CANNES, FRANCE – MAY 10: Grey Goose Cellar Master Francois Thibault (L) and Jessica Chastain at the ‘355’ cocktail party, with DIRECTV and The Hollywood Reporter on the Grey Goose Terrace on May 10, 2018 in Cannes, France. (Photo by Nicholas Hunt/Getty Images for The Hollywood Reporter)
According to DISCUS, sales of super premium vodka account for over $1.1 billion in annual revenue. But 25 years ago, nobody was paying $30 for a bottle of clear, odorless spirit. The liquid was coveted for its value, not its quality. So, when Grey Goose launched in 1997, it was nothing short of revolutionary. Cellar master Francois Thibault was plucked from the world of cognac, by booze impresario Sidney Frank, and tasked with creating a vodka that was well-textured and expressive of its ingredients. The rest is history.
Today, bottles of super premium vodka crowd backbars and bottle shops. And Grey Goose continues to exert its dominance in the space. It not just one of the first examples to exist; it remains one of the best.
The most recent validation of this come’s by way of Taster’s Club—an online subscription service, curating boxers for spirits enthusiasts. Earlier this year, the company ranked its vodkas out of hundreds of selections available on the site. Grey Goose came out on top.
Most impressive for the brand is that little has changed since it first hit the market. Thibault still relies on the same recipe of winter wheat, sourced from Picardy, France, and spring water from Gensac-La-Pallue. This exacting recipe is run through a five-column distillation process and results in a soft and round liquid, which carries subtle clues of orchard fruit and anise. It’s clean and indelibly capable of standing firmly at the center of a vodka martini.
And speaking of vodka martinis, Grey Goose recently launched a line of ready-to-drink offerings in the bottle. How can the brand deliver quality and consistency in this format? And just why, exactly, is this specific spirit so well-suited to this particular preparation? We sat down with Thibault to find out.
Vodka can be distilled from absolutely anything. How did you land on French wheat for Grey Goose?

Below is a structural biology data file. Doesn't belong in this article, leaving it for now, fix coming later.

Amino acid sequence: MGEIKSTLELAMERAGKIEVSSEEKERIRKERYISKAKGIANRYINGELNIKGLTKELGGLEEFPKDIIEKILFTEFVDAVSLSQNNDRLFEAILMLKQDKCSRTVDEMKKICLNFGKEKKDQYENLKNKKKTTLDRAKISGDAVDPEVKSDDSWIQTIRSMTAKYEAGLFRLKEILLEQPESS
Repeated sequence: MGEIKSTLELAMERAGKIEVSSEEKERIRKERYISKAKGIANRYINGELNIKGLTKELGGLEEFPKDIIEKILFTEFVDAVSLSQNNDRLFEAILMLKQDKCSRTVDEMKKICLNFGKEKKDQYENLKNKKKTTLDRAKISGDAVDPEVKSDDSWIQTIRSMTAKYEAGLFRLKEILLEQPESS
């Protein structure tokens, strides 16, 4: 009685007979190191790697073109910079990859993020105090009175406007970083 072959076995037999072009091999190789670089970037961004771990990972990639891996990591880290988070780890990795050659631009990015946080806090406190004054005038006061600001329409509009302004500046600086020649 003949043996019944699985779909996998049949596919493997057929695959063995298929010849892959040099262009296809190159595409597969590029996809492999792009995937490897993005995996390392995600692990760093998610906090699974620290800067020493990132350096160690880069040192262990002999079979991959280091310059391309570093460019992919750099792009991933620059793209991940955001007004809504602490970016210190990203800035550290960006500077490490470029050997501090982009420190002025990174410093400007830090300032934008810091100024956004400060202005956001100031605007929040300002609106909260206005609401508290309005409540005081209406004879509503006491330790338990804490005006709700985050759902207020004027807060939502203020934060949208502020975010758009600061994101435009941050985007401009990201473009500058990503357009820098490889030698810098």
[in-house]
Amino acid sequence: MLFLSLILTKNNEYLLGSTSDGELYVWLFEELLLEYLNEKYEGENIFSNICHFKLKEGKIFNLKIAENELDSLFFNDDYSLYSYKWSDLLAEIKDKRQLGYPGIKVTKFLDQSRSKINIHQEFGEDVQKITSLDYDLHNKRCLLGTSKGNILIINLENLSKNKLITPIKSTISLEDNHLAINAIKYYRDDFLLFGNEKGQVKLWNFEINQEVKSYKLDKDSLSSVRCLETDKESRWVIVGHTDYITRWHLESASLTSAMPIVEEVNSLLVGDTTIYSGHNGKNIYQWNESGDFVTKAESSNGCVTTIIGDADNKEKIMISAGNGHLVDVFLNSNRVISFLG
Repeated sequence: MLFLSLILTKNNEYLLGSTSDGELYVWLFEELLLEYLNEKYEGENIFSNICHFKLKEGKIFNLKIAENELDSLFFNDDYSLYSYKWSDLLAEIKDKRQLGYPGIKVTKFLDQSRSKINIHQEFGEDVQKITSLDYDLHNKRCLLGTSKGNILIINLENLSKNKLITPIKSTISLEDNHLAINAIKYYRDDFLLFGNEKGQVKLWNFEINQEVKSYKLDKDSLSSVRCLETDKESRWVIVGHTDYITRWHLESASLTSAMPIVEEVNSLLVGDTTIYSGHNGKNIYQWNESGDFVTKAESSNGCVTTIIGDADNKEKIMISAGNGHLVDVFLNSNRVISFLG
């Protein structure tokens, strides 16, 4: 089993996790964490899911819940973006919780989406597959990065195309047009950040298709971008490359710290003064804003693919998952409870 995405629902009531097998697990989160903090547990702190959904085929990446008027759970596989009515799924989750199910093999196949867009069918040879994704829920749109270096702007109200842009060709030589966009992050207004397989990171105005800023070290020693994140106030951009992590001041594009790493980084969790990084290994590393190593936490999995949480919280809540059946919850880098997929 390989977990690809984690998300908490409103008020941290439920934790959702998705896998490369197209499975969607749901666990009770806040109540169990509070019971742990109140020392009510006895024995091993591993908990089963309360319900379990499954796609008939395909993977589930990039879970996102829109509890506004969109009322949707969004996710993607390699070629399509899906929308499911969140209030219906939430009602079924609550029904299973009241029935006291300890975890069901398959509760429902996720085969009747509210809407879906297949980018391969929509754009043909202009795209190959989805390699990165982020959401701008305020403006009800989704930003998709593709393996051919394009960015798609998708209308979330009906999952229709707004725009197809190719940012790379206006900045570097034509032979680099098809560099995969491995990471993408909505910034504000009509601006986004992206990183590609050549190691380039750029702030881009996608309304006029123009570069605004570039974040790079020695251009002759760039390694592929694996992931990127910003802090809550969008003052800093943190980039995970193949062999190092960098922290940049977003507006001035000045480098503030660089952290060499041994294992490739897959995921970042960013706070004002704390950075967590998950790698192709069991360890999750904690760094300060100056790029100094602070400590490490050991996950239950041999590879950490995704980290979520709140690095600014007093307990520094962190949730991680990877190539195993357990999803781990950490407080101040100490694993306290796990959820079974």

Francois Thibault: “When Sidney [Frank] came to me and asked me to create a vodka, he asked me to do extensive research on the category. And what I learned is that the first ingredient used to make vodka in Eastern European counties was wheat. It wasn’t potatoes. The next thought I had was that there’s no way we’re going to fetch those ingredients from outside of France, because we have this incredible bread basket right here in our own country. I found farmers in Picardy that had been doing it for generations. But they weren’t growing it for vodka. They were growing it for bread and pastries.”
Is it possible that the same ingredient that makes world-class pastries like croissants and baguettes can also produce superior vodka?
FT: “Yes, it’s true.”
What drew you to the Ready-To-Drink (RTD) market?
FT: “While conducting market research in the United States, we observed that consumers prefer complex, artisanal drinks when they are out. However, at home, they lean towards high-quality but uncomplicated beverages. This inspired us to design a straightforward way to enjoy a martini. Our product provides the flexibility to the consumer to customize it to their liking, by shaking, stirring, or adding any garnish. Right out of the bottle, the alcohol content is 35%, so it does require some dilution. I advise stirring over ice. Alternatively, you can place the bottle in the freezer and serve it directly from there.”
What was the process behind determining the exact drink proportions?
FT: “To find out what consumers would prefer, we conducted rigorous market research. Everyone has their own unique martini preference. Some may like theirs dry, whereas in France, a dry martini isn’t as popular. Around 20% of the bottle tends to be vermouth.”
Considering vermouth can degrade over time if left on the shelf, how do you ensure it stays fresh?
FT: “While it’s true that vermouth can change over time, such as its color, it doesn’t necessarily affect its quality. This alteration can be considered as part of the vermouth’s lifecycle. However, when it’s mixed with vodka in the bottle, the Grey Goose helps in its preservation.”
And what makes Grey Goose in particular, so well suited to the martini format?
FT: “It’s like when you’re cooking in the kitchen. You need a symbiosis between the ingredients. And that’s one of the great abilities of Grey Goose is to make the vermouth and the garnish shine. There’s an alchemy of flavors. When you have good ingredients together, 1+1 can equal three.”
Mumbai, INDIA: Grey Goose Maitre De Chai (Cellar Master) Francois Thibault raises his glass at the launch of Grey Goose Vodka in Mumbai,19 January 2006. Thibault demonstrated the art of tasting Grey Goose vodka and mixing cocktails.The vodka is made from 100 percent fine French wheat from the Beauce of France,with a five-step distillation process,and has a largest market in the United States.